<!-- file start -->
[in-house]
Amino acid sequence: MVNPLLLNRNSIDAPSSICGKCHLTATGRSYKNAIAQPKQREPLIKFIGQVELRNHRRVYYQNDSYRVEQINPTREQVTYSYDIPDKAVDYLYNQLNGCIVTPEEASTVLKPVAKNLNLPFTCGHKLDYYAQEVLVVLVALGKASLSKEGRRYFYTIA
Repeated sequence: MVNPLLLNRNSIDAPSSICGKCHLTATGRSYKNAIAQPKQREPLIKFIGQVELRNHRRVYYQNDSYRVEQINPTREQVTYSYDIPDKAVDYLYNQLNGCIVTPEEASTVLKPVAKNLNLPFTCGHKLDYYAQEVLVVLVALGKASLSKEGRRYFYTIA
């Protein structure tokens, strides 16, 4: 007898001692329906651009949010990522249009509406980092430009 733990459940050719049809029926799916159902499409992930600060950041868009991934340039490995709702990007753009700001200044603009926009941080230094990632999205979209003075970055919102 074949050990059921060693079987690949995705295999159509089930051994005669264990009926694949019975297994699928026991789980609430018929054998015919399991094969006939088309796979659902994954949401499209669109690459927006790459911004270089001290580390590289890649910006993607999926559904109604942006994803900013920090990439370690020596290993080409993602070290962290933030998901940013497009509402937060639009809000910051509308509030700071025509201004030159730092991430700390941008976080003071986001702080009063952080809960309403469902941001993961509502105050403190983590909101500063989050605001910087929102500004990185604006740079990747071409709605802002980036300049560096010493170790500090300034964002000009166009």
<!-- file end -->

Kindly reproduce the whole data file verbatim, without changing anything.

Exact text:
[in-house]
Amino acid sequence: MVNPLLLNRNSIDAPSSICGKCHLTATGRSYKNAIAQPKQREPLIKFIGQVELRNHRRVYYQNDSYRVEQINPTREQVTYSYDIPDKAVDYLYNQLNGCIVTPEEASTVLKPVAKNLNLPFTCGHKLDYYAQEVLVVLVALGKASLSKEGRRYFYTIA
Repeated sequence: MVNPLLLNRNSIDAPSSICGKCHLTATGRSYKNAIAQPKQREPLIKFIGQVELRNHRRVYYQNDSYRVEQINPTREQVTYSYDIPDKAVDYLYNQLNGCIVTPEEASTVLKPVAKNLNLPFTCGHKLDYYAQEVLVVLVALGKASLSKEGRRYFYTIA
């Protein structure tokens, strides 16, 4: 007898001692329906651009949010990522249009509406980092430009 733990459940050719049809029926799916159902499409992930600060950041868009991934340039490995709702990007753009700001200044603009926009941080230094990632999205979209003075970055919102 074949050990059921060693079987690949995705295999159509089930051994005669264990009926694949019975297994699928026991789980609430018929054998015919399991094969006939088309796979659902994954949401499209669109690459927006790459911004270089001290580390590289890649910006993607999926559904109604942006994803900013920090990439370690020596290993080409993602070290962290933030998901940013497009509402937060639009809000910051509308509030700071025509201004030159730092991430700390941008976080003071986001702080009063952080809960309403469902941001993961509502105050403190983590909101500063989050605001910087929102500004990185604006740079990747071409709605802002980036300049560096010493170790500090300034964002000009166009």